The Invisible Circus
The Island, Old Bridewell Police & Fire Station, Broadmead, Bristol

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There comes a moment, before we enter the Carny-Ville, a site-specific piece of circus theatre hosted by Bristol’s The Invisible Circus in the Old Bridewell Police and Fire Station, where everything seems very tame. We are ushered into a white-painted bar, with a live xylophonist tinkering out lounge jazz, and we mill amongst old-fashioned circus posters like punters at the opening of a gallery. It’s the calm before the storm, and when the doors to the old fire-truck yard finally open, the storm erupts with full force.

The Invisible Circus are known in these parts for their inventive use of space and staging. The performance branch of Artspace Lifespace, (a collective who specialise in reclaiming derelict venues for arts purposes), they have transformed a disused Cathedral and an old Audi Garage into theatrical spaces in recent years. Now they have taken over an old police and fire station, complete with Edwardian cells and courtrooms, for a project named The Island, to be managed in collaboration with the site owners, Urban Splash.

On entering the yard, it’s difficult to know where to look. Sideshow stalls in brash colours stretch in both directions inviting you to play ping-pong with the devil or visit the Hospital del Infierno, a life-sized macabre mock-up of the board game Operation. In one corner you can whip yourself into a frenzy with either barn dance or polka. Stilt walkers tumble drunkenly or crack Victorian pistols to the sky. Colour, scent and sound are everywhere, paraffin mixed with burnt popcorn, the discordant tinkling of a piano on wheels blended with the garish trumpeting of a brass band.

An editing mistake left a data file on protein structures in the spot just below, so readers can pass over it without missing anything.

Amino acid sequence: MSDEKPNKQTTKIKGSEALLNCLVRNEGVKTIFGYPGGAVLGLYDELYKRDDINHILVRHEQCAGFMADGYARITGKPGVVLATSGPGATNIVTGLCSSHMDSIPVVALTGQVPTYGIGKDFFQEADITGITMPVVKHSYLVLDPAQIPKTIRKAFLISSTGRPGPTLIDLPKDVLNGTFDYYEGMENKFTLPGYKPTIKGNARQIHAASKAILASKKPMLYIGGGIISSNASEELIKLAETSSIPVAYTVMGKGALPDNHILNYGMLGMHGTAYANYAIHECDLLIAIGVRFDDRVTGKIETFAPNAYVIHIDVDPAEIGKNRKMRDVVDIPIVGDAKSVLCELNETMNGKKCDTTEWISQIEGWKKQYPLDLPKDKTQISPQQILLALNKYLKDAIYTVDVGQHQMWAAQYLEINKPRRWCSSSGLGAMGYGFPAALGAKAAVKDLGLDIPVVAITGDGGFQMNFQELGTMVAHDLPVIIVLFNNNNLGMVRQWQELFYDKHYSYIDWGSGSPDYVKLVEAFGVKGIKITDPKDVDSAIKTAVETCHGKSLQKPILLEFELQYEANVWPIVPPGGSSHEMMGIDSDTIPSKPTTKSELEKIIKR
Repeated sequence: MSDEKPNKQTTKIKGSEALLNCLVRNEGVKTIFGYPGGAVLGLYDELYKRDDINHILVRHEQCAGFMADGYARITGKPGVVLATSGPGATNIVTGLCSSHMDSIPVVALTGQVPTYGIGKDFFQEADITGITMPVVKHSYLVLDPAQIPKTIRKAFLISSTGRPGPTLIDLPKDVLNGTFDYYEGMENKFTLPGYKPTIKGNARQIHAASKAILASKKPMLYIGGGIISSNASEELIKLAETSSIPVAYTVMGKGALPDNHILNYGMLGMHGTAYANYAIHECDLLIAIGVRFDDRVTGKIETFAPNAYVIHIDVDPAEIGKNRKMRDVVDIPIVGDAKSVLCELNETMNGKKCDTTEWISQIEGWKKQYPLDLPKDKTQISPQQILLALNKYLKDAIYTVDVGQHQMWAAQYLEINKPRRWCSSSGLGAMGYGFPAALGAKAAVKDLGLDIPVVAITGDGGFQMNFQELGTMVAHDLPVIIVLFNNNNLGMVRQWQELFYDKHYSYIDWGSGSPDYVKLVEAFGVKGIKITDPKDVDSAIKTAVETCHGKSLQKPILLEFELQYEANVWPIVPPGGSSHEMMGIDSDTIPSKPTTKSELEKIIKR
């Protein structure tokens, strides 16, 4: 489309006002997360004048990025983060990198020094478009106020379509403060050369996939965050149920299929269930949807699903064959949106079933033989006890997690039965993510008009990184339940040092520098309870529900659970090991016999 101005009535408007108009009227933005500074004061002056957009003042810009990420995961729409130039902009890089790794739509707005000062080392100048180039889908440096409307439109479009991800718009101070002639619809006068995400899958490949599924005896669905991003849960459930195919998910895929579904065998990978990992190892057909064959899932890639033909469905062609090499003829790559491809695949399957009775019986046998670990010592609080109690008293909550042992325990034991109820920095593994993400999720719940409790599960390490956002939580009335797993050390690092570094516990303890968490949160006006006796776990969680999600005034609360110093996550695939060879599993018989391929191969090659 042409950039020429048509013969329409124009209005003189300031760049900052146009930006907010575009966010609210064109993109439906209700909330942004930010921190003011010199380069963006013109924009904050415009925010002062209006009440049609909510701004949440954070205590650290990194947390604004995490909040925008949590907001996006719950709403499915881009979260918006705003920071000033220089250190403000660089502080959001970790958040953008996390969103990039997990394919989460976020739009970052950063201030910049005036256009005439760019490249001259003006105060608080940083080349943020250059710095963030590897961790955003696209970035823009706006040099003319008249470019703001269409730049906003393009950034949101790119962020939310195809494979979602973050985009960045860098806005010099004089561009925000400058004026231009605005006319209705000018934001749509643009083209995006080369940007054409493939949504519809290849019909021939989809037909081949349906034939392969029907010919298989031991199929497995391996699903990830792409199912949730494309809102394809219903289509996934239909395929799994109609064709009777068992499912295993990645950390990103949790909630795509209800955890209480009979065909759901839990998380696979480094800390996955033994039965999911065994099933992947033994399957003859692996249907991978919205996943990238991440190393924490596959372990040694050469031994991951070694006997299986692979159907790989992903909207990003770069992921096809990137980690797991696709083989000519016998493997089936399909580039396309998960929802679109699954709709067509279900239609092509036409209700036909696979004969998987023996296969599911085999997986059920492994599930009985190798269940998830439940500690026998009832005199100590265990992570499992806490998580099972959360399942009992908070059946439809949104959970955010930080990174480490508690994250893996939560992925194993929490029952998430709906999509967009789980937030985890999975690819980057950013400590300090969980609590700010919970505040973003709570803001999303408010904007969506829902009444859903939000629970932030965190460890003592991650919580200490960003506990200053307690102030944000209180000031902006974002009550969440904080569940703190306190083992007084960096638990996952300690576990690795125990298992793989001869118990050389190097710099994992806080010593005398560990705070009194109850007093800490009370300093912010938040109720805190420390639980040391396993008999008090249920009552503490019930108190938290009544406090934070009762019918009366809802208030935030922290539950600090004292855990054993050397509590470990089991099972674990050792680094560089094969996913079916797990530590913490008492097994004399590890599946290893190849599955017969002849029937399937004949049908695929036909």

Meanwhile, on the main stage we are entertained by a melée of Bristol’s finest cabaret acts, most memorably the wild-eyed Duke of Nostalgia, a dab-hand with a ukelele, and the Suitcase Circus, a fantastic puppetry act who transform a potato sack into a flying ninja with wit and grace.

In gleeful irony of the show’s location, fire makes a regular appearance, being at various points tossed around, puffed into the air by Victorian style lampposts, swirled and swallowed.

In a four hour outdoor show which later continues indoors into the night, it’s hard to summarise the highlights. Suffice to say that it’s the attention to detail in every inch of the space that testifies to the passion and imagination of all involved. Upstairs in a dark, narrow bar black and white movie moments are projected onto hanging white laundry, while crocodiles made from rubber tyres act as benches for a mock-up zoo.

Sensational value for money at £5.50 advance door price, and with the knowledge that every penny of profit is being channelled back into creating more events along these lines, this must be about as much fun as can possibly be had before and after the witching hour in an old police station.

Ends on 28th September

Reviewer: Lucy Ribchester

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